If a Writer Sits in a Forest and Doesn’t Write, Is the Forest Really There?

Now that may sound like a silly headline, but these days, metaphysical constructs and ideas seem rife across social media, as well as in the real world (yes, I distinguish between the two.)

We are programmed. Everything is programmed. From your earliest thoughts, you have been shaped to fit the world and the society in which you emerged. What to think. Manners. Codes of conduct. Rules. Regulations. Social mores, work ethic, goals, and aspirations, right down to the shirts you wear and the cars you choose to drive. We like to believe that these are our choices, but in reality, they are choices that have been presented from which you choose. 

“It’s a big club,” Carlin said, “and you ain’t in it.”


The late comedian George Carlin used to joke that we have endless choices for the illusion of freedom: just look at the cereal aisle in any supermarket, endless flavors of anything you might think you want, much geared to psychologically manipulate you. 

But the really important choices, such as politics, come to two parties, variations on a theme, presented by what he called “The real owners of the world,” the elites and multi-billion dollar corporations like Blackrock that own most things in the world. “It’s a big club,” Carlin said, “and you ain’t in it.”

Writers sit down and develop an idea, but the idea is not new or unique; so few things are unique, anymore. We present a spin on an older idea, updated to the current age, with a few twists here and there, and we have something new. Take a murder mystery—there are only so many ways to kill someone and most have been done before. Still, by redirecting focus to a compelling character, the illusion of freshness stands out. 

Reality. A word we blithely accept without too much thought. But what is reality?

One of my favorite authors, Philip K. Dick, dealt heavily with the quest to understand reality. You’re like familiar with the movie ‘Blade Runner’ and the sequel ‘Blade Runner 2049’. The former came from Dick’s book ‘Do Androids Dream of Electric Sheep,’ which posited the idea of a future where no real animals existed and people like Deckard, a variant of a policeman, saved his money to buy an electric version of one, treating it like a prized possession.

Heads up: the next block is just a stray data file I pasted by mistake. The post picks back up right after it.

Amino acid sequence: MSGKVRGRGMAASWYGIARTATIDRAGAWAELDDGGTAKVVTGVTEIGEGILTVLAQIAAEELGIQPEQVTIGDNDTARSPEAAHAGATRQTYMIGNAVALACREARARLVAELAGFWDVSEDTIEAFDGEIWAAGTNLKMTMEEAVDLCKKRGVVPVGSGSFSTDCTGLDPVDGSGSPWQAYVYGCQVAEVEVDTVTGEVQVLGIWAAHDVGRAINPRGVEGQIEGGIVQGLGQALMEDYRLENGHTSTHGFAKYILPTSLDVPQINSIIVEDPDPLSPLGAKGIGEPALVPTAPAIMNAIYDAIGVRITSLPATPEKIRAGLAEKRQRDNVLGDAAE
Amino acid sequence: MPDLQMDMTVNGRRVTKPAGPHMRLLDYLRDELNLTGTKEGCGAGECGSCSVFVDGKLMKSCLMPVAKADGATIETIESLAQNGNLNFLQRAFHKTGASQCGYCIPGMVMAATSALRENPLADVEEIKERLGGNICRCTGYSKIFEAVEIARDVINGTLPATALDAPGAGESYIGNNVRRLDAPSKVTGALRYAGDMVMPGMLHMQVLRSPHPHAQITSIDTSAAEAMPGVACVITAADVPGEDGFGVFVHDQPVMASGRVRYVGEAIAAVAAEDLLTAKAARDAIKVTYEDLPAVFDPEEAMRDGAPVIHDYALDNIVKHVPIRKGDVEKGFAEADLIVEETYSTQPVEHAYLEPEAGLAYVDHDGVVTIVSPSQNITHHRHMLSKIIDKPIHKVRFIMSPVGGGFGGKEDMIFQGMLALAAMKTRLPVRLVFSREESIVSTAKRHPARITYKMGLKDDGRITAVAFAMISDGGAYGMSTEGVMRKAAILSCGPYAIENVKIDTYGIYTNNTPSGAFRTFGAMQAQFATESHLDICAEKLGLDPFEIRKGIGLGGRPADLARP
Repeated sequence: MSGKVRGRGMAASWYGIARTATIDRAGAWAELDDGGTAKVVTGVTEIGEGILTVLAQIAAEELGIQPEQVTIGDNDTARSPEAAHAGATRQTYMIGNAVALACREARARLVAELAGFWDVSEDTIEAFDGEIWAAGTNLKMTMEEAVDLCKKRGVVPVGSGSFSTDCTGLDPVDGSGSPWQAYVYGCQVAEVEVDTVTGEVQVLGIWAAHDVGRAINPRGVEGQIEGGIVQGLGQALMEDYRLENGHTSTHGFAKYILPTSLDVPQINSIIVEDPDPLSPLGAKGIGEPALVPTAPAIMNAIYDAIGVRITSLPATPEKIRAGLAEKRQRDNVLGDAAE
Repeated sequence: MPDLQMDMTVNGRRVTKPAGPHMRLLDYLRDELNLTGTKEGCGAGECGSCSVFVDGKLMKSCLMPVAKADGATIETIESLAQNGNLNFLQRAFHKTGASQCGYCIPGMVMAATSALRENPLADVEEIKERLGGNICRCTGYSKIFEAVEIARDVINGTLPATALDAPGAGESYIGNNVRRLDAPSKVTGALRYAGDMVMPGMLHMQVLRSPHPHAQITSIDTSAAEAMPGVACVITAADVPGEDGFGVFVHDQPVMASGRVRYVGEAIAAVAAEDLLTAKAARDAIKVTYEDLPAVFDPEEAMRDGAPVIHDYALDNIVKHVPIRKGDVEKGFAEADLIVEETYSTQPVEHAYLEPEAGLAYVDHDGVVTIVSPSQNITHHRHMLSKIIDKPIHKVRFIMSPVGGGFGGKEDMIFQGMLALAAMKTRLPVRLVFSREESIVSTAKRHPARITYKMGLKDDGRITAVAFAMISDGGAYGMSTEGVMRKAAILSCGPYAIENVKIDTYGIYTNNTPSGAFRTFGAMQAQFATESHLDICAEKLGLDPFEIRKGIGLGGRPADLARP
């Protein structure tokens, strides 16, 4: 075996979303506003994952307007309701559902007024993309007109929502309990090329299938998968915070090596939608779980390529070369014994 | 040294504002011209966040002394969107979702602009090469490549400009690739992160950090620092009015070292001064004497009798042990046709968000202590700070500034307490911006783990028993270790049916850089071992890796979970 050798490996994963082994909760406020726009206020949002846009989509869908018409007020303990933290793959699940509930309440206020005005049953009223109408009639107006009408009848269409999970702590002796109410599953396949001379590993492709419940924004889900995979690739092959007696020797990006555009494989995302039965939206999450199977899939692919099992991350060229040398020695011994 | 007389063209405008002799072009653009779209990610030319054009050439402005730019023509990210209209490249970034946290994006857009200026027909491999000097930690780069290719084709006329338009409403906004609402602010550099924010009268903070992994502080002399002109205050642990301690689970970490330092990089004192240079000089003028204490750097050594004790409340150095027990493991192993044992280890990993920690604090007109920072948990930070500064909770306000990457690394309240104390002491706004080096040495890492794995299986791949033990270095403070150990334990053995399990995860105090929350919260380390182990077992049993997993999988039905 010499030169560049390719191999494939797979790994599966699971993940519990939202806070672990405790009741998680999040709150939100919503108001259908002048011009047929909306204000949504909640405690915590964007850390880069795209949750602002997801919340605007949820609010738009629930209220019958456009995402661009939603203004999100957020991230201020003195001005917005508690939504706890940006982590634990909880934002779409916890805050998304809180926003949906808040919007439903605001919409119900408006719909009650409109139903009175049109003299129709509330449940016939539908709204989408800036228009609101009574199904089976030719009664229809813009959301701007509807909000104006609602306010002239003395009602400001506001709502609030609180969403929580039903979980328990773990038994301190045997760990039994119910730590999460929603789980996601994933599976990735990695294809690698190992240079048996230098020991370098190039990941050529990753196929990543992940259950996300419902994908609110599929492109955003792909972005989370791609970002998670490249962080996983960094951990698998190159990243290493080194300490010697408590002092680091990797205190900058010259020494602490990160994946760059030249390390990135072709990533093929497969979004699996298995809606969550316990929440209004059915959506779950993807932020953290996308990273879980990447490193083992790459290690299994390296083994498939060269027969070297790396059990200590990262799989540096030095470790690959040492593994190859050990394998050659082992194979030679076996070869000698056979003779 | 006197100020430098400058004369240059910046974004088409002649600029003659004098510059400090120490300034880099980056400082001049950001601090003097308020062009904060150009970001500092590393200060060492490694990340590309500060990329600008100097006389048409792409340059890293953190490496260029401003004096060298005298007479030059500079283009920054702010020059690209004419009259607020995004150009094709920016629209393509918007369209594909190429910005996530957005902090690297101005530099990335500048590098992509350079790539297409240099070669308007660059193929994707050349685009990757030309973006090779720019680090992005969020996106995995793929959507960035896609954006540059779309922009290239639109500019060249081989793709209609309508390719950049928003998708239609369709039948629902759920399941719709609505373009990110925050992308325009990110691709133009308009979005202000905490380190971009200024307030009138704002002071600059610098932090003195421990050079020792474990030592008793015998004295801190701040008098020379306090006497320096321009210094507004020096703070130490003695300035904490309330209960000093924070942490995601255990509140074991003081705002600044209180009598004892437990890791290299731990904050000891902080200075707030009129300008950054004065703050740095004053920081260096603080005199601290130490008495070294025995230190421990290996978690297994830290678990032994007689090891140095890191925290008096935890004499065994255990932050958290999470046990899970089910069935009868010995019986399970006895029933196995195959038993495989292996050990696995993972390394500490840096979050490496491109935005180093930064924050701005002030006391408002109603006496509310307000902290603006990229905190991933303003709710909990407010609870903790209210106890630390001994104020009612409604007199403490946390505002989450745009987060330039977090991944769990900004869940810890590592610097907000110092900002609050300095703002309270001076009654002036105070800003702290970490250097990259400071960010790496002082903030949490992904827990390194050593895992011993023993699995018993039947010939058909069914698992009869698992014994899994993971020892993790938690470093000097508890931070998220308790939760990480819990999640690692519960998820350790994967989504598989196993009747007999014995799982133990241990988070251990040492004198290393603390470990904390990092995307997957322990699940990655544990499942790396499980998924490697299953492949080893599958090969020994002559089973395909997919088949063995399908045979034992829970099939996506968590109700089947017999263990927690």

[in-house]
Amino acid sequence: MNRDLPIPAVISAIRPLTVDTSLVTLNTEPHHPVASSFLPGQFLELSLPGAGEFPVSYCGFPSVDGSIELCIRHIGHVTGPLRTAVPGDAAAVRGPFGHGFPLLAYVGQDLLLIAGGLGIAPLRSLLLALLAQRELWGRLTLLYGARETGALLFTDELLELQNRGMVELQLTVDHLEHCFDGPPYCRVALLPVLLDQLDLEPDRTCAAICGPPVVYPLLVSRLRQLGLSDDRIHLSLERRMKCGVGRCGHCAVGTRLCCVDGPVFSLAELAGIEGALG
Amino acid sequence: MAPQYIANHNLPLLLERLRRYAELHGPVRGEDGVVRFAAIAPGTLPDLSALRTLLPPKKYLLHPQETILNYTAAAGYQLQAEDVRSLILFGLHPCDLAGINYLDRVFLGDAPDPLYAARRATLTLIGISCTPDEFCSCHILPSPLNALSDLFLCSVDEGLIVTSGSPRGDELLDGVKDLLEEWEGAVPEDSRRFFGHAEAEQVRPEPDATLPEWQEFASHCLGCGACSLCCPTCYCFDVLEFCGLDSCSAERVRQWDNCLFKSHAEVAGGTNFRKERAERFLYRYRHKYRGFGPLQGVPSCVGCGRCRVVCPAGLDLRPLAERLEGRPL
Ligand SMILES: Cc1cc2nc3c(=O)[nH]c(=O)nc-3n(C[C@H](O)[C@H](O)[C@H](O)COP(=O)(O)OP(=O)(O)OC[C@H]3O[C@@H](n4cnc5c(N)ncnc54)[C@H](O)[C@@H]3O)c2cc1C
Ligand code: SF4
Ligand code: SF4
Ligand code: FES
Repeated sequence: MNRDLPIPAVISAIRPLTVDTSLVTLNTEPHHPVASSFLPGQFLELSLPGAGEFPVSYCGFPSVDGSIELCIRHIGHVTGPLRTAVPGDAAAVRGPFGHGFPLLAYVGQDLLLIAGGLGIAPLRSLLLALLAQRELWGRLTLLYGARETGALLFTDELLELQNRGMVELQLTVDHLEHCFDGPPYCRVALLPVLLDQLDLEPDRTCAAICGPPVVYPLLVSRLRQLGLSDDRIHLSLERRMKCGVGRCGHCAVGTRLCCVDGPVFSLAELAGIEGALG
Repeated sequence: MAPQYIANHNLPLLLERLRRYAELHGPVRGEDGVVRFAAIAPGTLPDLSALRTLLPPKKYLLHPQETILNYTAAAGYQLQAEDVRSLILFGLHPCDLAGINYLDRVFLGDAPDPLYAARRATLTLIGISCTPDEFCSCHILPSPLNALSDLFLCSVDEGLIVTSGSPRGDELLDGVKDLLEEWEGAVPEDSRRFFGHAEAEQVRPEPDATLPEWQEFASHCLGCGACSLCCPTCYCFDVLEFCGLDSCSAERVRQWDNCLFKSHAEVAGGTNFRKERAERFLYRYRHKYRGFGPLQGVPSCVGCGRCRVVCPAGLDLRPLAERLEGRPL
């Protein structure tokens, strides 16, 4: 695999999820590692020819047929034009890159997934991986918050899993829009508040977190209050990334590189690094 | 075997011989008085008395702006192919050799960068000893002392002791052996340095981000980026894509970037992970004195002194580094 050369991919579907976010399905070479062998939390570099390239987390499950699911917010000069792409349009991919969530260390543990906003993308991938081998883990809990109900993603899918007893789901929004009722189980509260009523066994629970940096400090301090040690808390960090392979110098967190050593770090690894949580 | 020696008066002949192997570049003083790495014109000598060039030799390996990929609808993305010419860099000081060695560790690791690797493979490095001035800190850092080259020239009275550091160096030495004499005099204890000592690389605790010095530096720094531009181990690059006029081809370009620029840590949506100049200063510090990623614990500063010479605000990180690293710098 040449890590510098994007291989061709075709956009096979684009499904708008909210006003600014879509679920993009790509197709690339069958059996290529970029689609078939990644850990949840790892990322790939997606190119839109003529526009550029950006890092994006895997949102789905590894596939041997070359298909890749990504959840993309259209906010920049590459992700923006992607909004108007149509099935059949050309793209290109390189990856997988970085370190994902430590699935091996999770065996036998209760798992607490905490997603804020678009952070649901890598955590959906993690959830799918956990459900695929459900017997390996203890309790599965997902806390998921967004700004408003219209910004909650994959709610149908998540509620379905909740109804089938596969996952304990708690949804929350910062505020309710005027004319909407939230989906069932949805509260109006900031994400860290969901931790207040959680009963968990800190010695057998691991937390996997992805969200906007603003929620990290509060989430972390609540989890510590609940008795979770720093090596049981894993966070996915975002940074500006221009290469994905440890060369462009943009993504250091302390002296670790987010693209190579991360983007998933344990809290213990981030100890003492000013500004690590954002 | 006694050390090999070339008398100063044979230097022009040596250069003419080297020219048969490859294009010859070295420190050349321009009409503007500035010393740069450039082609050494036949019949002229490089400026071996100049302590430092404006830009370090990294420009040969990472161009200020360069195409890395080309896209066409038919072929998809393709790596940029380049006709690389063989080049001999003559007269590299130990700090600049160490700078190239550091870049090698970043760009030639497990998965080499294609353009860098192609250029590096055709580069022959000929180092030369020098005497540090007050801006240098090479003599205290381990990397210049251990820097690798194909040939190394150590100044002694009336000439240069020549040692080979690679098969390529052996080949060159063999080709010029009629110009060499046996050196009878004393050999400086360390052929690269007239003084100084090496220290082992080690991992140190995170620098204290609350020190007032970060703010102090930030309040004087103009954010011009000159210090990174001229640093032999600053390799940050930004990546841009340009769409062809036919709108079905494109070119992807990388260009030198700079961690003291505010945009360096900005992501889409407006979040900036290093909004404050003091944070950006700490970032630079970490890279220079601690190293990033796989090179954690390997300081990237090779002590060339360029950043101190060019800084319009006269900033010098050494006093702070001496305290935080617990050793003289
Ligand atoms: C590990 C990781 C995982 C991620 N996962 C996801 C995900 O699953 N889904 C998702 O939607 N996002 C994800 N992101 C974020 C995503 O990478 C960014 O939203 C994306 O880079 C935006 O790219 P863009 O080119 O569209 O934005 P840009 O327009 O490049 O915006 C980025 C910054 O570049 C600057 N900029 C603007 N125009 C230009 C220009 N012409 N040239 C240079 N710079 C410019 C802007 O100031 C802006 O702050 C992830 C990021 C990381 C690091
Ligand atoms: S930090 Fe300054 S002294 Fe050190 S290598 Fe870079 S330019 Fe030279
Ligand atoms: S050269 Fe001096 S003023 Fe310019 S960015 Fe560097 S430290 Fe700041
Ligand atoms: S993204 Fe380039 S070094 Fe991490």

Dick was fascinated by what was, and what was not real. In one story household objects disappeared, replaced by notes that read: Fridge. Couch etc. In another short story, the ice cream man would come in his truck to the terror of the neighborhood kids, because when parents had enough of misbehaving kids they would call the ice cream man to take them away.

I use Dick as an example because we do not have a valid definition of reality. Subjectively believing that something is real is not a strong standard. How many of you have had a dream so realistic and so emotion-filled that upon awakening, it all carries with you for much of the day? Or is that the real world and this is the dream state? Can you prove either to me?

Another of Dick’s works ‘Total Recall’ from a novel called ‘We Can Remember It For You Wholesale,’ where you could have false memories of expensive vacations implanted in your mind so you can enjoy the sensation of something you would otherwise be unable to experience, complete with postcards mailed from the destinations you were never at.  

And yet another story, ‘Minority Report’ made into a movie with Tom Cruise as the lead in a Pre-Crime Police force, arresting people because three telepaths have foreseen a crime before the crime occurred. If you did not commit the crime but got arrested for it, how can you prove that the crime would happen?

If a tree falls in a forest and no one is there to witness it, does it make a sound? I add, ‘Does it fall? Is it really there? Does the forest even exist?’

Social media is rife with alien encounters, secret plots, and wild imaginings. Within those, there are many truthful elements, things that time changes from conspiracy theories to facts. How do we know what is real, anymore?

Did you know that all media is owned by a handful of corporations and that most anchors parrot the same words? This has been proved. You are fed what they want you to know. Nothing more. Contrarians, or those who question the narrative are shamed and shut down. We saw this during the COVID hysteria, and still today, although the number of believers has drastically reduced. The point is not what they say, but the fact that you have to accept it because you have no other means to discern the truth short of traveling to the source yourself, hardly practical.

Death is another reality question. Do we really die? Does our spirit continue on? Is this just a fraction of the real world, the red pill of ‘The Matrix,’ another movie series that questioned reality?  Or, as my mother would tell me, ‘Does it really matter?’  When something is unprovable, what is the value? My answer to that is to cite religious belief and the reality or lack of that somehow does not deter those of faith, while rejected by those prone to questioning.

As a writer, when you look at the sheer volume of written work dating back to the very first scribblings in cuneiform back in the time of the Sumerians some 6,000 plus years ago, you have to ask yourself how you fit in this giant tapestry of ideas and words, all written by passionate writers. And what does it all mean? And if we are programmed by our society, to believe that we have an element of freedom of choice, is it all a distraction to keep us from focusing squarely on the big question: What is real? 

“There are things known and there are things unknown, and in between are the doors of perception.”
~Aldous Huxley


~William Gensburger